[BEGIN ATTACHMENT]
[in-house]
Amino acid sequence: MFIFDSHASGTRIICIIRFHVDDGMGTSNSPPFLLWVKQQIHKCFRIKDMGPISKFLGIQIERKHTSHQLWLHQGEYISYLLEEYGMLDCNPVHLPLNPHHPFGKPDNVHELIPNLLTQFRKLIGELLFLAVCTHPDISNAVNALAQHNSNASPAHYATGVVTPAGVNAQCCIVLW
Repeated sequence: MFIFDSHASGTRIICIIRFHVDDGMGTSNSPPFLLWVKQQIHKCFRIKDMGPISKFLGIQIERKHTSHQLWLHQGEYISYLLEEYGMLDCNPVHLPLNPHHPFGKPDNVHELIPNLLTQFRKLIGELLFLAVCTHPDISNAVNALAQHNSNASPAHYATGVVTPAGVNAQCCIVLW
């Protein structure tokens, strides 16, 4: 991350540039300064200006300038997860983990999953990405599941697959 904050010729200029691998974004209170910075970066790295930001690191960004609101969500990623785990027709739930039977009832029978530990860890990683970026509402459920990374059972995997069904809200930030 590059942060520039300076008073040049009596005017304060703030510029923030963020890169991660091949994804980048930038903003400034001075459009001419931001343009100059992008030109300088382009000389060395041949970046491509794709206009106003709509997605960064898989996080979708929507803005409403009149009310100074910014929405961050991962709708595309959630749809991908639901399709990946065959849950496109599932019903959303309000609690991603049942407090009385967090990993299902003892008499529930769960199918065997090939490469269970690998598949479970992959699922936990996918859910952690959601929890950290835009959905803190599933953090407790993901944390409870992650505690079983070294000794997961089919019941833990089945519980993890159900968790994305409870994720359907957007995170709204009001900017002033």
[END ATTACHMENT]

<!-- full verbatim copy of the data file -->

[in-house]
Amino acid sequence: MFIFDSHASGTRIICIIRFHVDDGMGTSNSPPFLLWVKQQIHKCFRIKDMGPISKFLGIQIERKHTSHQLWLHQGEYISYLLEEYGMLDCNPVHLPLNPHHPFGKPDNVHELIPNLLTQFRKLIGELLFLAVCTHPDISNAVNALAQHNSNASPAHYATGVVTPAGVNAQCCIVLW
Repeated sequence: MFIFDSHASGTRIICIIRFHVDDGMGTSNSPPFLLWVKQQIHKCFRIKDMGPISKFLGIQIERKHTSHQLWLHQGEYISYLLEEYGMLDCNPVHLPLNPHHPFGKPDNVHELIPNLLTQFRKLIGELLFLAVCTHPDISNAVNALAQHNSNASPAHYATGVVTPAGVNAQCCIVLW
């Protein structure tokens, strides 16, 4: 991350540039300064200006300038997860983990999953990405599941697959 904050010729200029691998974004209170910075970066790295930001690191960004609101969500990623785990027709739930039977009832029978530990860890990683970026509402459920990374059972995997069904809200930030 590059942060520039300076008073040049009596005017304060703030510029923030963020890169991660091949994804980048930038903003400034001075459009001419931001343009100059992008030109300088382009000389060395041949970046491509794709206009106003709509997605960064898989996080979708929507803005409403009149009310100074910014929405961050991962709708595309959630749809991908639901399709990946065959849950496109599932019903959303309000609690991603049942407090009385967090990993299902003892008499529930769960199918065997090939490469269970690998598949479970992959699922936990996918859910952690959601929890950290835009959905803190599933953090407790993901944390409870992650505690079983070294000794997961089919019941833990089945519980993890159900968790994305409870994720359907957007995170709204009001900017002033």